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In 1992, a scientific committee consisting of scientists and trustees was instituted and is charged with directing and coordinating research.
In 1993, the bank conducted surveys on wetlands and remote area sensing.
Large-scale commercial hunting of Indian crocodilians for their skin began towards the end of the 19th century, and by the 1970s, crocodile populations were severely depleted.
The Madras Crocodile Bank was conceived in 1973 and started on 26 August 1976 by herpetologist Romulus Whitaker and his wife Zai Whitaker at the time when the Indian government protected all three species of Indian crocodilians under the Wild Life Protection Act of 1972. Lang from University of North Dakota, who initiated a major project on the reproductive biology of the mugger crocodile.
Since 1976, over 1,500 crocodiles and several hundred eggs have been supplied to various state forest departments for restocking programmes in the wild and for setting up breeding facilities in other states in India and neighboring countries.
All three of the original species that were bred at the bank (the mugger, the gharial The bank is a coordinating zoo of the Central Zoo Authority of India for the breeding programmes for endangered species, including rock python, king cobra and Ganges softshell turtle, as per the National Zoo Policy adopted by the Government of India in 1988.
This was followed by extensive studies on sea snakes, marine turtles, bats, and other small mammals and studies on herpetofauna, biogeography, resource use, land use, rain-water harvesting and coral reef socioeconomics, in addition to protected area management planning, ecologically suitable management planning.
The bank was started with only 30 mugger adults, which grew to 8,000 by the 1990s.
One of the main attractions of the bank is the Crocodile Conservation Center.
IUCN/SSC: Snake Specialist Group, Crocodile Specialist group, Tortoise and Freshwater Turtles Specialist Group, Marine Turtle Specialist Group, Indian Subcontinent Reptile & Amphibian Group, Captive Breeding Specialist Group, Sustainable Use of Wild Species Group.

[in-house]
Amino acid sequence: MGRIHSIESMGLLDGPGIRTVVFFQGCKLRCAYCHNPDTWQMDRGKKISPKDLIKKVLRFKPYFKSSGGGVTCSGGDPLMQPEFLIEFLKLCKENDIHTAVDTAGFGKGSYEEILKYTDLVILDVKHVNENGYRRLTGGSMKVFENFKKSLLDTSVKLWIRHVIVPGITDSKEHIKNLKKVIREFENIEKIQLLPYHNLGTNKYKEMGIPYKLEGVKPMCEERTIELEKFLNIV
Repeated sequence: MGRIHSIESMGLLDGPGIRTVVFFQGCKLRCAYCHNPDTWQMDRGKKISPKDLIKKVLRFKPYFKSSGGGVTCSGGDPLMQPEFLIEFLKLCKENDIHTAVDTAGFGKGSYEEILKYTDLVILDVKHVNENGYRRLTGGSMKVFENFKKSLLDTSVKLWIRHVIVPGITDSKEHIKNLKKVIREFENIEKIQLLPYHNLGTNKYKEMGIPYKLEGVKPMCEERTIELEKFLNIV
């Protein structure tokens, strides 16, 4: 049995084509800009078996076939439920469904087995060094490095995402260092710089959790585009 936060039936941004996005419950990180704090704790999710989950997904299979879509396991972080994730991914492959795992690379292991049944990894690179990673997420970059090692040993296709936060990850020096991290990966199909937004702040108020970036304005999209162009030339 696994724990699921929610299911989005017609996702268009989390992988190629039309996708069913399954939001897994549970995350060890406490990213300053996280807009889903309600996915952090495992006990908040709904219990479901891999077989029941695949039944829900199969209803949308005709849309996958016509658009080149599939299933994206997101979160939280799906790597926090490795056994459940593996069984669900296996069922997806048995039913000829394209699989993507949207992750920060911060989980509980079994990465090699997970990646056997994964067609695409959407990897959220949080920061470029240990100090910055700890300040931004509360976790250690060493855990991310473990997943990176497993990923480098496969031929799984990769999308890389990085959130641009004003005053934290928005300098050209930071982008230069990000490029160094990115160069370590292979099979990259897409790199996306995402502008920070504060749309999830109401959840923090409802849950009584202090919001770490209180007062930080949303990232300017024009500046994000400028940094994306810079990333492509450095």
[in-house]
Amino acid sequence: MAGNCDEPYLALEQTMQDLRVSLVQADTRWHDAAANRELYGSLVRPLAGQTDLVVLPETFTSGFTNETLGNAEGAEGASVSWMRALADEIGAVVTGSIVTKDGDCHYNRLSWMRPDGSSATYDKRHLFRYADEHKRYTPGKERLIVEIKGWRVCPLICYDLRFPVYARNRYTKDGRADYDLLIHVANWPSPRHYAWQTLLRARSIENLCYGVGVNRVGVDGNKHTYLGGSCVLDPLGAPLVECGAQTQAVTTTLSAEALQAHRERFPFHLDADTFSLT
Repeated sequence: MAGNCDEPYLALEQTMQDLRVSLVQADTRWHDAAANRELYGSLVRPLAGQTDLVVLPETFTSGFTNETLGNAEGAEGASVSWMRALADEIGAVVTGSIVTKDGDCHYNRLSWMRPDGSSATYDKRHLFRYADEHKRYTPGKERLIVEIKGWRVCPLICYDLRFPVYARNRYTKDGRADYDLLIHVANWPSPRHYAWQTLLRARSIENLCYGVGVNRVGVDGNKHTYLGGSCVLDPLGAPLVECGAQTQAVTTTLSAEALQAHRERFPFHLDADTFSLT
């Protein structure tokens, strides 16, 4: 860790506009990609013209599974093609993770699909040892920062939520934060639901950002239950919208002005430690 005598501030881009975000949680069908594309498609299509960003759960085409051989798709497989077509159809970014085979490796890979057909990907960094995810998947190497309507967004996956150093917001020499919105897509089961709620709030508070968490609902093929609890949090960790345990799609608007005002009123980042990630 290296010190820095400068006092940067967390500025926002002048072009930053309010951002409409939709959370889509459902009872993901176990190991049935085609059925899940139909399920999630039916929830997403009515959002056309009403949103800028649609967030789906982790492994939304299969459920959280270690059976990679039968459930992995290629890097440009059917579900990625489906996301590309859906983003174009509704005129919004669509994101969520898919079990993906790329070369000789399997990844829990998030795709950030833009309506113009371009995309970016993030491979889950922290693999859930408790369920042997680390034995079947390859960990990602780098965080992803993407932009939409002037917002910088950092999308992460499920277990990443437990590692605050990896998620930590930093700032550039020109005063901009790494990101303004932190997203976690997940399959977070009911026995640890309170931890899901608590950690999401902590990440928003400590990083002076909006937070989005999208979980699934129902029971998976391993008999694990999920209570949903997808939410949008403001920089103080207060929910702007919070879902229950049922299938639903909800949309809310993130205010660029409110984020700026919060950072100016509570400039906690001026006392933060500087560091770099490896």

The Madras Crocodile Bank Trust and Centre for Herpetology (MCBT) is a reptile zoo and herpetology research station, located 40 kilometres (25 mi) south of the city of Chennai, in state of Tamil Nadu, India.
The real push for captive breeding of crocodiles came after the launch of the Indian Crocodile Conservation Project by the Indian government in collaboration with the United Nations Development Programme (UNDP) and the Food and Agriculture Organisation (FAO) in 1975. The research infrastructure at the bank was augmented by the funds for this project, chiefly a well-equipped laboratory and the collaboration with the Centre for Cellular and Molecular Biology.
The bank was started to protect India's dwindling crocodile population and to preserve the art of snake catching. This project was continued every year between 19 by Harry Andrews under the supervision of Dr. The project currently focuses on reptile reproduction, egg incubation, and temperature-dependent sex determination.
It is the largest breeding center of crocodiles in India and has bred thousands of crocodiles since its inception.